A group of clerics and lay workers, including a Presbyterian minister, two Catholic priests and three nuns, appeared before federal magistrates in Tucson and Phoenix this week to plead not guilty to charges stemming from their operation of an "underground railroad" to smuggle Central American refugees into the United States.

As a handful of Salvadorans wearing bandanas as masks hovered outside the federal court building in Tucson on Wednesday, six defendants were told they would get court-appointed attorneys and then formally denied their guilt before federal Magistrate Raymond T. Terlizzi.

A seventh defendant will be arraigned in a week, after she hires a lawyer. She has said she will plead not guilty at that time.

Later Wednesday, the Rev. John Fife of Tucson's Southside Presbyterian Church and his six codefendants denounced the federal charges against them and vowed to continue "to be open in the practice of our sanctuary ministry."

Citing international law established by the Geneva Convention of 1949, Fife insisted that he and his colleagues have obeyed a provision that "when the government fails to protect refugees, civilians have the legal right to do it themselves."

Under that doctrine and the U.S. Refugee Act of 1980, he added that "it is the United States government that is violating the law."

Earlier in the morning, six defendants in Phoenix pleaded not guilty in federal court after a mass prayer meeting at St. Mary's Catholic Church and a procession to the court building.

When the undercover agents had finished their 10-month investigation, 16 people, including Fife, were indicted on 71 counts of conspiracy to smuggle illegal aliens into the United States and related charges. Each of the offenses is punishable by up to five years in prison and fines of up to $10,000.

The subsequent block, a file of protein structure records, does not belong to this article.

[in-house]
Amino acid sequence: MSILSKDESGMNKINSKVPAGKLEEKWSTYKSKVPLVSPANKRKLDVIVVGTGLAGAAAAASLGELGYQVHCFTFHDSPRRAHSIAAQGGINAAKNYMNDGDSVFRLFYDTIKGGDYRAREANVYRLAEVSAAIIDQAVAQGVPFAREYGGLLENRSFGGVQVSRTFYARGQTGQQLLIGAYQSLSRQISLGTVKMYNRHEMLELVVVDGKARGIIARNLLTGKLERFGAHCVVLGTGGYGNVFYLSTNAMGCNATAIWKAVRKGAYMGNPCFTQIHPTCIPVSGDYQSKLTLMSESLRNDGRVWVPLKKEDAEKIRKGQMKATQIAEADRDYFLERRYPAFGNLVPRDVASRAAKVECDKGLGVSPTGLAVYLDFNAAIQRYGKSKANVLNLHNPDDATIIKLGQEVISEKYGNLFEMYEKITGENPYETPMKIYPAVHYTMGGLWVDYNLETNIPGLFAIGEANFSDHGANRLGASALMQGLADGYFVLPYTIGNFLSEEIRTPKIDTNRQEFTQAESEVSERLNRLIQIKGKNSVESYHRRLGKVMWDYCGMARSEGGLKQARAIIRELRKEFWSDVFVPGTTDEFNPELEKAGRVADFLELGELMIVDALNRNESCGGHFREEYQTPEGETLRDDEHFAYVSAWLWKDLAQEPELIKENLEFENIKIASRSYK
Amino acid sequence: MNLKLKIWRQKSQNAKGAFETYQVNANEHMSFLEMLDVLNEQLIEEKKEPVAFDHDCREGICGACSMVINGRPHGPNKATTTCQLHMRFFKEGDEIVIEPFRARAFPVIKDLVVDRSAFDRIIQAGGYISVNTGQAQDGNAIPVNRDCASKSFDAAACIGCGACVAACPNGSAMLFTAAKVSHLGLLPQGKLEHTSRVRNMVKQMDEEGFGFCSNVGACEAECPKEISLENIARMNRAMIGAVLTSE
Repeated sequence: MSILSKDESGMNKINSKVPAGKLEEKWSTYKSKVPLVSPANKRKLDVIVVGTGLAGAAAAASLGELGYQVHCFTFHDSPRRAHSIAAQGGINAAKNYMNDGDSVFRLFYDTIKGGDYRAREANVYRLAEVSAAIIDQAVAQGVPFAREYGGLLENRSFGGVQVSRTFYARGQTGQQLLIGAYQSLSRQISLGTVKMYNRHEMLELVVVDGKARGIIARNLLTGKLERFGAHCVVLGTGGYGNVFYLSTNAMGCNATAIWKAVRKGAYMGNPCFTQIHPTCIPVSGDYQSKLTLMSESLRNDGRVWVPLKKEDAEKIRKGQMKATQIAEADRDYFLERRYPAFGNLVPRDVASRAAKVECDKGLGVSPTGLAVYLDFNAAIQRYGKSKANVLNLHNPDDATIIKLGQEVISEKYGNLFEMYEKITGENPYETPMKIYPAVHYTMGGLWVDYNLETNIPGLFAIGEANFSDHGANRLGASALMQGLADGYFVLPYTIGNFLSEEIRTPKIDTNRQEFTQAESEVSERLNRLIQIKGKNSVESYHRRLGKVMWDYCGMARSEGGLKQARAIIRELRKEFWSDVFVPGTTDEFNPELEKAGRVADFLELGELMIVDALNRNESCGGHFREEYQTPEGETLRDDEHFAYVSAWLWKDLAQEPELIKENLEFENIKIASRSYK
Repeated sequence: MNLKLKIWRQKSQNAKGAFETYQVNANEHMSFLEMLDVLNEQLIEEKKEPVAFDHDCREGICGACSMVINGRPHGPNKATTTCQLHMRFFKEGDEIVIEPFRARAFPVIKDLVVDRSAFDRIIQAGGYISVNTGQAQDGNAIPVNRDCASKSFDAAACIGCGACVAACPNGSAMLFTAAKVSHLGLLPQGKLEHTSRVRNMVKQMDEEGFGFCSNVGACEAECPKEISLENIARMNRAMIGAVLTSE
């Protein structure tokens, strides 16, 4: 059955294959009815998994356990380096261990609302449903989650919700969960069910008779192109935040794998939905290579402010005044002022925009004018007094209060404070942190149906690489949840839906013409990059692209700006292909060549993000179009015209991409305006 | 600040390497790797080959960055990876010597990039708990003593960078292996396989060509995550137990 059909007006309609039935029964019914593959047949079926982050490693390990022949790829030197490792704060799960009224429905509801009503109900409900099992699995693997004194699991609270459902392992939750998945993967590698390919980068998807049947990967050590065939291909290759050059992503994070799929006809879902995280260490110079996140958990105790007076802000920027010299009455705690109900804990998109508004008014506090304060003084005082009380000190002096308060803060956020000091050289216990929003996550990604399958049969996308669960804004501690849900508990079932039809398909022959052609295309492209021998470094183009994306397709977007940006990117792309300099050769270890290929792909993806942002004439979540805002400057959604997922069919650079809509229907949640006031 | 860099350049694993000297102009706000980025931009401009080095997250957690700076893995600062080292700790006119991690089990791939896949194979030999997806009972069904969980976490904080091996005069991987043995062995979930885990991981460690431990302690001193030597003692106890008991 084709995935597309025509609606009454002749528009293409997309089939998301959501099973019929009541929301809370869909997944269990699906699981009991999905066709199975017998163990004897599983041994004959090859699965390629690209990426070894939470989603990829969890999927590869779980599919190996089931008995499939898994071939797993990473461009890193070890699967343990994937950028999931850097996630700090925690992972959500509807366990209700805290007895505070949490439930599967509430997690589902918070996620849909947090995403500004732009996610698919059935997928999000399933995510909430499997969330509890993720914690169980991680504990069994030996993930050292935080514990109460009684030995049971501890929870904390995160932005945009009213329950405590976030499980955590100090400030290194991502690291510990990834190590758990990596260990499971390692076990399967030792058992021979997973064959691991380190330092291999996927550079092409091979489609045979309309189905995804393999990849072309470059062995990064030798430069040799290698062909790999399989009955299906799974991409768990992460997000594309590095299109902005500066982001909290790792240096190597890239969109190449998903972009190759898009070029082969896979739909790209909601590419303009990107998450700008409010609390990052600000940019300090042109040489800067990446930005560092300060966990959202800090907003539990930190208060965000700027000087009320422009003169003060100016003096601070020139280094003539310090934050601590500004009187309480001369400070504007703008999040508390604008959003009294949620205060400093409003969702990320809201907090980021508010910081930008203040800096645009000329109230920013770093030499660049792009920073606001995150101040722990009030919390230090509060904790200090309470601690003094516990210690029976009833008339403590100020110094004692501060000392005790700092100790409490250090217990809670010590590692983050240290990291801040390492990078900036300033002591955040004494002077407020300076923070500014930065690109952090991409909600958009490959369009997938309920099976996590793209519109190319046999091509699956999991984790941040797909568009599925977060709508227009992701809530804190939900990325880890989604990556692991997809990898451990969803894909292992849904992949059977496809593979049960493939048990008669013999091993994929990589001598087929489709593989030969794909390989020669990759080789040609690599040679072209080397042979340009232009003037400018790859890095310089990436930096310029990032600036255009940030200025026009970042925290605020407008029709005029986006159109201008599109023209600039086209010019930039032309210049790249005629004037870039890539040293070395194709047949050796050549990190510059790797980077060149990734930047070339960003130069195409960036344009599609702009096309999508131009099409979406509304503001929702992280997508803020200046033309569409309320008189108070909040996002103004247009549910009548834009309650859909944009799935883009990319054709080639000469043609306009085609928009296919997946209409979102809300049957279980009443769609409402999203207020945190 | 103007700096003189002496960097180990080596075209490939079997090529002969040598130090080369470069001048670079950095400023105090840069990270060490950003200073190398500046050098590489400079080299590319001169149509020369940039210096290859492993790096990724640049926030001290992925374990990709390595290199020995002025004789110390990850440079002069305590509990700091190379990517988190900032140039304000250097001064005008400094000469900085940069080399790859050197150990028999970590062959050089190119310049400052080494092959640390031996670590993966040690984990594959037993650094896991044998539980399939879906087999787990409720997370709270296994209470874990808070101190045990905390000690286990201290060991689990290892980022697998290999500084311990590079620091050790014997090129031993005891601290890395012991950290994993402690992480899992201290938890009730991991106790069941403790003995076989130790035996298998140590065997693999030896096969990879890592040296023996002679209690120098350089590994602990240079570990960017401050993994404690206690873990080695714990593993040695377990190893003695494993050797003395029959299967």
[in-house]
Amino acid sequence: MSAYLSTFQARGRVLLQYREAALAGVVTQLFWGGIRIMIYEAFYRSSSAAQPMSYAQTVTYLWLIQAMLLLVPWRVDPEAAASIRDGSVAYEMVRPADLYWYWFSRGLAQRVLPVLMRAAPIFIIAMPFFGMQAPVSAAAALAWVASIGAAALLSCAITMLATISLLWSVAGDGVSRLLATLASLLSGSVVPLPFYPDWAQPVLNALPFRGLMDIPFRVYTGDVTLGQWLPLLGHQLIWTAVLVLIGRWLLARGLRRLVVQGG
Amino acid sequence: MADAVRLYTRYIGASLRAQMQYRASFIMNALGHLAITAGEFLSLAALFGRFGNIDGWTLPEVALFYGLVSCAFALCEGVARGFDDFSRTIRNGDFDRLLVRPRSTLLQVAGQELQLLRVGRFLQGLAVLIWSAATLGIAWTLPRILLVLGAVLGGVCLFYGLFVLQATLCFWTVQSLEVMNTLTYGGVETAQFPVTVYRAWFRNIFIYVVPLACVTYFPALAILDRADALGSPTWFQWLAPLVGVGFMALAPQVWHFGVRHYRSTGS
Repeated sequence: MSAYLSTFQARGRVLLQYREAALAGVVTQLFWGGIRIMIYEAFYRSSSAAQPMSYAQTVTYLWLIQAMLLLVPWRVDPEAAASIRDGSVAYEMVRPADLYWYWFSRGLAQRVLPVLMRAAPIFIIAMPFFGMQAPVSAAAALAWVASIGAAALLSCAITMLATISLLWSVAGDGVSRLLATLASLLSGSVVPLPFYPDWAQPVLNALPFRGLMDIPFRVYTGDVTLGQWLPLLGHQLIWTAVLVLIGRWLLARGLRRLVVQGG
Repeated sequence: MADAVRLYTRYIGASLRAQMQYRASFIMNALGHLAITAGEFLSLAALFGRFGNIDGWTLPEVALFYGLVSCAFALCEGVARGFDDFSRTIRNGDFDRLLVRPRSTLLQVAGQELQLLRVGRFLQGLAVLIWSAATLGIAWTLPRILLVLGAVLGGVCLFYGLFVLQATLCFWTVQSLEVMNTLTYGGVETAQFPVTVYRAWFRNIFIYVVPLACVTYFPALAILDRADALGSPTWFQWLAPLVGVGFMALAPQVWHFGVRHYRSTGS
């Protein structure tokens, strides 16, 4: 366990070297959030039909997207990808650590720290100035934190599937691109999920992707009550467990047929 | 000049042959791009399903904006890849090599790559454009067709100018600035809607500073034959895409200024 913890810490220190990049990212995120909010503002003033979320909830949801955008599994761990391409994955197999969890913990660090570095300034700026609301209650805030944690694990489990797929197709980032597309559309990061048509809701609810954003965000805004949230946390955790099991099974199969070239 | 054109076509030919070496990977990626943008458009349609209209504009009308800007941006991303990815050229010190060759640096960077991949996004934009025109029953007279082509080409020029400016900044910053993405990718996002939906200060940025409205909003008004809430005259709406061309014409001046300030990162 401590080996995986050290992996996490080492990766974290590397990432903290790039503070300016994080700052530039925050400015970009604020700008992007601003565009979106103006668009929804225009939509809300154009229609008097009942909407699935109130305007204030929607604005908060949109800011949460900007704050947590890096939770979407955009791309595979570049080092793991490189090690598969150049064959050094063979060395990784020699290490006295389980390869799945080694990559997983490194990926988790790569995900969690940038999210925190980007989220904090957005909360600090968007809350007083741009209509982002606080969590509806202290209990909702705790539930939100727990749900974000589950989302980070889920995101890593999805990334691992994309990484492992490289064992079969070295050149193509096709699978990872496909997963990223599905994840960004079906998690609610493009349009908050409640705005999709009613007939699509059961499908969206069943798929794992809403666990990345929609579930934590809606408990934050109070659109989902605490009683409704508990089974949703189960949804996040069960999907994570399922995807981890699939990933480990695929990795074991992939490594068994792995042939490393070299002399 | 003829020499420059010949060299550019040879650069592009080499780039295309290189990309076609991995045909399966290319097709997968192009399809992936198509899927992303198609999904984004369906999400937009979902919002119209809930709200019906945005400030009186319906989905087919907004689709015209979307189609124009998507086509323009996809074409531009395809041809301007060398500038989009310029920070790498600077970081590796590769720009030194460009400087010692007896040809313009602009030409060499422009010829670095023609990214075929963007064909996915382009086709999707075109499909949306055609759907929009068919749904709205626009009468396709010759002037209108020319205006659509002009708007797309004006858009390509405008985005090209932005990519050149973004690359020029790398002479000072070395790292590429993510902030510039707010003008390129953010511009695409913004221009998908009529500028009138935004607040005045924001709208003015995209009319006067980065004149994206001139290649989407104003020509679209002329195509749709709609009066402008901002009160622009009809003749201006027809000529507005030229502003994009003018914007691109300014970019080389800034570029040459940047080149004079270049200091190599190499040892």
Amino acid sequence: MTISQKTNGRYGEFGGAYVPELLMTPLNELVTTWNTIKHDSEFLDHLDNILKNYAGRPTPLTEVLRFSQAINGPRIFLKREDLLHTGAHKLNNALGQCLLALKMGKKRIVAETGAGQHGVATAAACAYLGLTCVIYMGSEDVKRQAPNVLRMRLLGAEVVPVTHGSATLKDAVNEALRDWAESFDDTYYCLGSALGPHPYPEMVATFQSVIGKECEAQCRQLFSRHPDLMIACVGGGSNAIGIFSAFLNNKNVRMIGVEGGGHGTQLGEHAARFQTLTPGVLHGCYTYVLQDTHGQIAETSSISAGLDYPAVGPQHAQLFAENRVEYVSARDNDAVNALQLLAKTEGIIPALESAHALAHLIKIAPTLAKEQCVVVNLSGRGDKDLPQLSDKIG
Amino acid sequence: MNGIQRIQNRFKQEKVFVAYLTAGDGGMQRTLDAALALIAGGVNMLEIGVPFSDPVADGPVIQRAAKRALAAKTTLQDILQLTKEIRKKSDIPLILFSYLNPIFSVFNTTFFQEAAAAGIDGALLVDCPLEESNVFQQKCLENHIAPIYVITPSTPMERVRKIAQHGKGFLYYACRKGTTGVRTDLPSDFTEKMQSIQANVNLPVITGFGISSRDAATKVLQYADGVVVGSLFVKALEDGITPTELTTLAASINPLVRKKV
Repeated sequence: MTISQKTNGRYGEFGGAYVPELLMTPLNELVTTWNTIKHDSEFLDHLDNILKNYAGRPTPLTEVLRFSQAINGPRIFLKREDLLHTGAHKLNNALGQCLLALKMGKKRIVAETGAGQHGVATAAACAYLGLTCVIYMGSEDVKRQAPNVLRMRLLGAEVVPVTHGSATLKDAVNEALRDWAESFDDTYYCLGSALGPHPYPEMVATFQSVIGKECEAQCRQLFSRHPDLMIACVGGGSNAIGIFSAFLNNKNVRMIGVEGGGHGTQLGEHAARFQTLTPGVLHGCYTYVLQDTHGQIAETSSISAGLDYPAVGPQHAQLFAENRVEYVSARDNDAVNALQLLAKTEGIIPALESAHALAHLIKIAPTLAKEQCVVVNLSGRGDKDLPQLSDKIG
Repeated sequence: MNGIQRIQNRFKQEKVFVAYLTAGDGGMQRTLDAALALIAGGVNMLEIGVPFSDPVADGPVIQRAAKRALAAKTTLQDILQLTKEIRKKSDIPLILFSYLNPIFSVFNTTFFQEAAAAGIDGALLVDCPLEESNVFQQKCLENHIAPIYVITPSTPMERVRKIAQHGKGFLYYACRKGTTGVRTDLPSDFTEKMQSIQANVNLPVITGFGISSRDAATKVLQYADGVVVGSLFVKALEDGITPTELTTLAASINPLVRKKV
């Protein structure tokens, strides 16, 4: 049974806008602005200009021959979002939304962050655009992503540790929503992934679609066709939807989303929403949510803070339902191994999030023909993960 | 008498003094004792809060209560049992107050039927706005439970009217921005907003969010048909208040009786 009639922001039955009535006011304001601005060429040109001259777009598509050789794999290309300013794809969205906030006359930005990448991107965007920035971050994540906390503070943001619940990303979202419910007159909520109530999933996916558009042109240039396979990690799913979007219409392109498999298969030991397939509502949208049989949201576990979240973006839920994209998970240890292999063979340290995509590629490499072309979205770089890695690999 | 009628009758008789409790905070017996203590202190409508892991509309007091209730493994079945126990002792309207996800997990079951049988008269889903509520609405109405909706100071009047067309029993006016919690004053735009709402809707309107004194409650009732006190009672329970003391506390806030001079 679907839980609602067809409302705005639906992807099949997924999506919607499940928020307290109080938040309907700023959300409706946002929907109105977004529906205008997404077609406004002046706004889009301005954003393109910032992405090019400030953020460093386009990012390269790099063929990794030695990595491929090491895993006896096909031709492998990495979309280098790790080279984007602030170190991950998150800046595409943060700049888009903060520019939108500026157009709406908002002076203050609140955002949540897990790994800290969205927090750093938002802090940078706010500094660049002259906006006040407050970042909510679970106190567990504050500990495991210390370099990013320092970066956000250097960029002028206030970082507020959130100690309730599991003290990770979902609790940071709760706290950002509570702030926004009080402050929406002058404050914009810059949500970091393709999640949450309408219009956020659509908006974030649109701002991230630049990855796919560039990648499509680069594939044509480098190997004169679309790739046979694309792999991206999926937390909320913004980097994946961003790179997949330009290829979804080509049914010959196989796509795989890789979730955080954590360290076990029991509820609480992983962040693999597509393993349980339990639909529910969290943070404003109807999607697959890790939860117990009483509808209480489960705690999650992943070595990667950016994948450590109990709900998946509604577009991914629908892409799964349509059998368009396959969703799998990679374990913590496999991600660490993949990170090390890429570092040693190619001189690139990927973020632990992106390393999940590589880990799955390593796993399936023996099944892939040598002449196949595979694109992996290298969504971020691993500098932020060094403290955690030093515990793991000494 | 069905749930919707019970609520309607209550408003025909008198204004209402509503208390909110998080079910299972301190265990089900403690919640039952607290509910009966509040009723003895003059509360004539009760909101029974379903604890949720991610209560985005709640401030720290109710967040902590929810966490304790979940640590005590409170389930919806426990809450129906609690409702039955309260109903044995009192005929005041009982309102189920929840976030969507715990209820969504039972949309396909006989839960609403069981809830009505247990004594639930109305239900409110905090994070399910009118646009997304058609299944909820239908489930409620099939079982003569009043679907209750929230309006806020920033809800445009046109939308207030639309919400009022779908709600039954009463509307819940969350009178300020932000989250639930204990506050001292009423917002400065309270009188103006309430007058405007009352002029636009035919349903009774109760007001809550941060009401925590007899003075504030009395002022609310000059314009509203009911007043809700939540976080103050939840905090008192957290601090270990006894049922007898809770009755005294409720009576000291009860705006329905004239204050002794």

Twenty-five other people, some from churches in Pennsylvania, Vermont and Washington state, were named as unindicted coconspirators along with 60 aliens, who were arrested one week after their smugglers but were not indicted.

There is a fear now among the coconspirators that they will be asked to testify against the principals in the case. One unindicted coconspirator from Seattle said he had been advised to "refuse to testify on the grounds of self-incrimination and religious freedom. He expects others to do the same if called to the stand, he said.

But sanctuary workers worry that the aliens, who have no such rights, may be offered the choice of testifying in exchange for asylum. If they refuse, they would face deportation to Central America, where, sanctuary workers say, the refugees would face torture or murder.

Msgr. Daniel F. Hoye, general secretary of the United States Catholic Conference, expressed regrets that the government's Central American policies have created circumstances that "entangle people of good faith in criminal prosecutions."

Hoye and national heads of three Lutheran denominations called for a policy of extended voluntary departure for refugees from Central American turmoil.

Officials of the U.S. attorney's office and the Immigration and Naturalization Service contend that illegal aliens smuggled into the United States by sanctuary workers are merely interested in economic asylum. Their fears about political persecution, say the federal spokesmen, have not been proved.

As for the indicted sanctuary workers, their argument that smuggling refugees is an exercise of religious freedom already has come under fire in a pretrial hearing for an indicted sanctuary worker in Texas.

A federal judge there ruled this week that the need to enforce immigration law takes priority over the sanctuary worker's right to religious freedom.

All of the Arizona defendants and unindicted coconspirators have been allowed to remain free until their court dates.

The Tucson defendants, except for Katherine Flaherty, are scheduled to appear for trial April 2 in U.S. District Court in Phoenix. Flaherty will be arraigned next Wednesday.

Seven aliens arrested in Seattle also are free until deportation hearings are scheduled.